When you go to court, you hand over the responsibility for the verdict to a highly knowledgeable, vastly experienced legal professional - but someone who doesn’t know your kids. 

What’s more, the judge’s ruling is issued in black and white, and you must abide by the decision. Even if you’re unhappy with the verdict, it may be impossible to overturn. And an appeal could take a long time, with no guarantee of changing the decision.

So do what’s best for your kids, and try and reach an agreement without the need for a potentially contentious, expensive, and drawn-out court case.

 

There’s Less Disruption To Your Kids’ Way of Living

It can be the hardest thing to do, but try and see things from your children’s perspective as you navigate your way through your divorce. Your kids weren’t responsible for the separation, but they have to live with the consequences. So try and think how they feel.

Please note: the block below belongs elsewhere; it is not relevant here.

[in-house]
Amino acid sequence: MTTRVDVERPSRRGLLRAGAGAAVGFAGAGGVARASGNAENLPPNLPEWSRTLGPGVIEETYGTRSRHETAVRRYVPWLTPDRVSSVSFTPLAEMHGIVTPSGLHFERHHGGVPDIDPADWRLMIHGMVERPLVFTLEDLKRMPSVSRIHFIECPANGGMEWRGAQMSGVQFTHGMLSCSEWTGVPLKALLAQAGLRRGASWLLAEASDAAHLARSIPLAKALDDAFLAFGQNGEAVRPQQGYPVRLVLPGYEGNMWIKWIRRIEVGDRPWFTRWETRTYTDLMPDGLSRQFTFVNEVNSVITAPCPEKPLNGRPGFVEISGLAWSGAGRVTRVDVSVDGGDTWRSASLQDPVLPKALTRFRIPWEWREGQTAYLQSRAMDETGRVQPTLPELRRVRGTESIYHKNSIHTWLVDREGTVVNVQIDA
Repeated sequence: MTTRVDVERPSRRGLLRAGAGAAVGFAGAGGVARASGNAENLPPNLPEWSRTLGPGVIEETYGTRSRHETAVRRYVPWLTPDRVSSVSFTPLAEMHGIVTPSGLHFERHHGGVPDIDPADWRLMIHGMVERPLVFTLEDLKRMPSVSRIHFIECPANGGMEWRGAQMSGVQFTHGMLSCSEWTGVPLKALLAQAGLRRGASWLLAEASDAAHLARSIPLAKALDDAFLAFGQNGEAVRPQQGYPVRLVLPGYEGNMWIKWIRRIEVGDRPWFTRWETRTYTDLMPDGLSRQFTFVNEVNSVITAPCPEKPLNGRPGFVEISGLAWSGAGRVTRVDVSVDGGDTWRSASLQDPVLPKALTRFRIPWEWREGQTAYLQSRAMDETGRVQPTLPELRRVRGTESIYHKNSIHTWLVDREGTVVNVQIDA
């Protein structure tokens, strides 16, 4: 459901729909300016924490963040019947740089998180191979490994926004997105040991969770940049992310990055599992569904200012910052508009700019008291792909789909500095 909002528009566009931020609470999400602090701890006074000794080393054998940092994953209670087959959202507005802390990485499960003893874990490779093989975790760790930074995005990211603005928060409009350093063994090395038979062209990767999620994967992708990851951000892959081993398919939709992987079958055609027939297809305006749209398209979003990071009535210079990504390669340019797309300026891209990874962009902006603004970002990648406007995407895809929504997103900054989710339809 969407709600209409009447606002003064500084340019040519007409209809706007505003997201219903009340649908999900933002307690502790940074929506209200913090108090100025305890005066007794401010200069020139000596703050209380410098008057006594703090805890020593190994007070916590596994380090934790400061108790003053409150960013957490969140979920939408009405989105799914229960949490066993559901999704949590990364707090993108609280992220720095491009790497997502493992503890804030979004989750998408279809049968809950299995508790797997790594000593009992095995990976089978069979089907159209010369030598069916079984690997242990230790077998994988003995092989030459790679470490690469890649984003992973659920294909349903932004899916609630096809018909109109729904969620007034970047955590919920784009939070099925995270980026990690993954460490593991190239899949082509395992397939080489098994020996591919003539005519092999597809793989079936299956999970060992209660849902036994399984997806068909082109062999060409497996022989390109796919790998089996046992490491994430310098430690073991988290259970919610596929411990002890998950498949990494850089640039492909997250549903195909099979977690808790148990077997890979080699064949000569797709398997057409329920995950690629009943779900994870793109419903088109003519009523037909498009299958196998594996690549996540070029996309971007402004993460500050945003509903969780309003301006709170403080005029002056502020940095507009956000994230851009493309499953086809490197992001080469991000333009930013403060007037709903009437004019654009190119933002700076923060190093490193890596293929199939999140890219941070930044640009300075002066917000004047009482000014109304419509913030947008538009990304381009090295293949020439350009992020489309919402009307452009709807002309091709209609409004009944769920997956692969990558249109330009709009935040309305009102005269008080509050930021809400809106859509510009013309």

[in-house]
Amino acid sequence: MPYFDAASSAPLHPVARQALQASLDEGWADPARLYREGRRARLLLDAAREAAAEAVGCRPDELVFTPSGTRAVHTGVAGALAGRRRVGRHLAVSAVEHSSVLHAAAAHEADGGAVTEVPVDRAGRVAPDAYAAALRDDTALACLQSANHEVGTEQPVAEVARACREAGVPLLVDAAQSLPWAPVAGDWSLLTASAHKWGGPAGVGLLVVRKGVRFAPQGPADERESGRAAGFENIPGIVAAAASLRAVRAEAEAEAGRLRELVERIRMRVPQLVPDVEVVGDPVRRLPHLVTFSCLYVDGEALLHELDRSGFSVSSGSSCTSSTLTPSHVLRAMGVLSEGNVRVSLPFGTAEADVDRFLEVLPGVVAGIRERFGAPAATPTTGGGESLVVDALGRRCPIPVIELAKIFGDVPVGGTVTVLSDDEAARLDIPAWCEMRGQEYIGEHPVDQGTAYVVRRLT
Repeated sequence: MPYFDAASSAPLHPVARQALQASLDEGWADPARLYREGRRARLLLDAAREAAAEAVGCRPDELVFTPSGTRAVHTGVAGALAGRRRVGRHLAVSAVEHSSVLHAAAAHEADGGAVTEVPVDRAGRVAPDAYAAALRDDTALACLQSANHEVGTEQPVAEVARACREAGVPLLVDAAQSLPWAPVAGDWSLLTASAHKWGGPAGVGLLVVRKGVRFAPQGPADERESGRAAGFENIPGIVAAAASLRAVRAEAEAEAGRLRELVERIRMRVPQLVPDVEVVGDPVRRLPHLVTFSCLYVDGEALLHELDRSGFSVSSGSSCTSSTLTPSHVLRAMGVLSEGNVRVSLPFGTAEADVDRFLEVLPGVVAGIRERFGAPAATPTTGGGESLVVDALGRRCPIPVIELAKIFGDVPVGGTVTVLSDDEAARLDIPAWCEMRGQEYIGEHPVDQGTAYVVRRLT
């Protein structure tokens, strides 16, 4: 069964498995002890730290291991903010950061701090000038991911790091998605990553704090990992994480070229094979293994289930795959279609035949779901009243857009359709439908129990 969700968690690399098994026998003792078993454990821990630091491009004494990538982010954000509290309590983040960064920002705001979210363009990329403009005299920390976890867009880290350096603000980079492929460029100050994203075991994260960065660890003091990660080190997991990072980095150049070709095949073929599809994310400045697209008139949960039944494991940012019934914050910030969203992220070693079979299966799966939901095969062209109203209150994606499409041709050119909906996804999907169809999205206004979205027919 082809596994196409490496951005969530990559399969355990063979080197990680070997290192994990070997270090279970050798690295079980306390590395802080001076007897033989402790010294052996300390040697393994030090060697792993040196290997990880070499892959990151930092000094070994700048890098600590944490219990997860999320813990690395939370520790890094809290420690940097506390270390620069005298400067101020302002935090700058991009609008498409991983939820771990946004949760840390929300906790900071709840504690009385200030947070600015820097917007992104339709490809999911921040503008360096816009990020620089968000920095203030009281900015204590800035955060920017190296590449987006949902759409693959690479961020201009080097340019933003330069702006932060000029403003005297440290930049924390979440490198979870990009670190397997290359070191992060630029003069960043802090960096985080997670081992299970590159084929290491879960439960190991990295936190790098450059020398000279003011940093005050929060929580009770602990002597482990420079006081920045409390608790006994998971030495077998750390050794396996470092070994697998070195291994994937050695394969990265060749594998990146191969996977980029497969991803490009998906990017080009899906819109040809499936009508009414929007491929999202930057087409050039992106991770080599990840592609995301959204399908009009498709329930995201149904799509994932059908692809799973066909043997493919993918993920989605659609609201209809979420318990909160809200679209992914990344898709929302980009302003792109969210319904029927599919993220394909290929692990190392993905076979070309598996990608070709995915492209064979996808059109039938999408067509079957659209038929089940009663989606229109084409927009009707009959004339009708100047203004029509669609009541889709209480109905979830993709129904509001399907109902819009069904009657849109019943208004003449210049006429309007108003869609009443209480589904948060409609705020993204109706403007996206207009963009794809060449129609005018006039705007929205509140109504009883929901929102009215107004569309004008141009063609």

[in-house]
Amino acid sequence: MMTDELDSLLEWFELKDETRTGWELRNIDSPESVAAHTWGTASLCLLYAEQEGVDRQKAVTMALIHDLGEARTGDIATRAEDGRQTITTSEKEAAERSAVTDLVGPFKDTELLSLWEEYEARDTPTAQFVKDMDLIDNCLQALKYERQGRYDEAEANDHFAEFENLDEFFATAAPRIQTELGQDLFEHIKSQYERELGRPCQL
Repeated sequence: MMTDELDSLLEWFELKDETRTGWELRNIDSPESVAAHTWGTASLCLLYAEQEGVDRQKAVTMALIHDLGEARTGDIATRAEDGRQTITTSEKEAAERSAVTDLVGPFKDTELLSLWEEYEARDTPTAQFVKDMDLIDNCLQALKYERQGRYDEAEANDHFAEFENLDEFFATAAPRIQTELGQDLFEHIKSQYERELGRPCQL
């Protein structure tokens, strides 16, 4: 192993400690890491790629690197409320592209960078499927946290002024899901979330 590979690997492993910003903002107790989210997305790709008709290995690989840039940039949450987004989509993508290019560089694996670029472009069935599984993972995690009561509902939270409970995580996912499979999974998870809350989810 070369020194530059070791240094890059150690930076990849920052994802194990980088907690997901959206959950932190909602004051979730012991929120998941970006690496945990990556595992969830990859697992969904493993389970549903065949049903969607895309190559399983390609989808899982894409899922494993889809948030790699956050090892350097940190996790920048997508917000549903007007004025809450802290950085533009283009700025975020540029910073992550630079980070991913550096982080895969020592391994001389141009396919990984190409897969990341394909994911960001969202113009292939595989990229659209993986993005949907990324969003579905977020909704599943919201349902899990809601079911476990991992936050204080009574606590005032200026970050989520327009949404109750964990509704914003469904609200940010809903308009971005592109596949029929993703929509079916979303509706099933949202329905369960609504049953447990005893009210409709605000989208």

Do whatever you can to minimize the disruption to their way of living. If that means taking a short-term hit for a long-term gain, then do it. In the long run, you - and more importantly, your children - will be glad you did.

 

How A Family Lawyer Can Assist With Custody

One of the most significant issues with a divorce is that, for most people, everything’s new. Issues that you’d never even considered before suddenly become hugely important. If you’re struggling with that load, a family lawyer can cut through the confusion and explain to you exactly what everything means, including custody.

You can benefit directly from their legal expertise and hands-on knowledge from previous cases. A family lawyer can help you to reach a fair and equitable settlement without the need to go to court. In cases where that’s not possible, a lawyer can guide you through the legal process and advise you on the best strategies to use in court.

 

Bottom Line

Addressing the outlook for your children after a divorce is one of the toughest challenges facing parents who are separating. Fortunately, an experienced lawyer can help you every single step of the way. They can help you to reach the best possible agreement for both you and your kids, either in - or outside - the courts.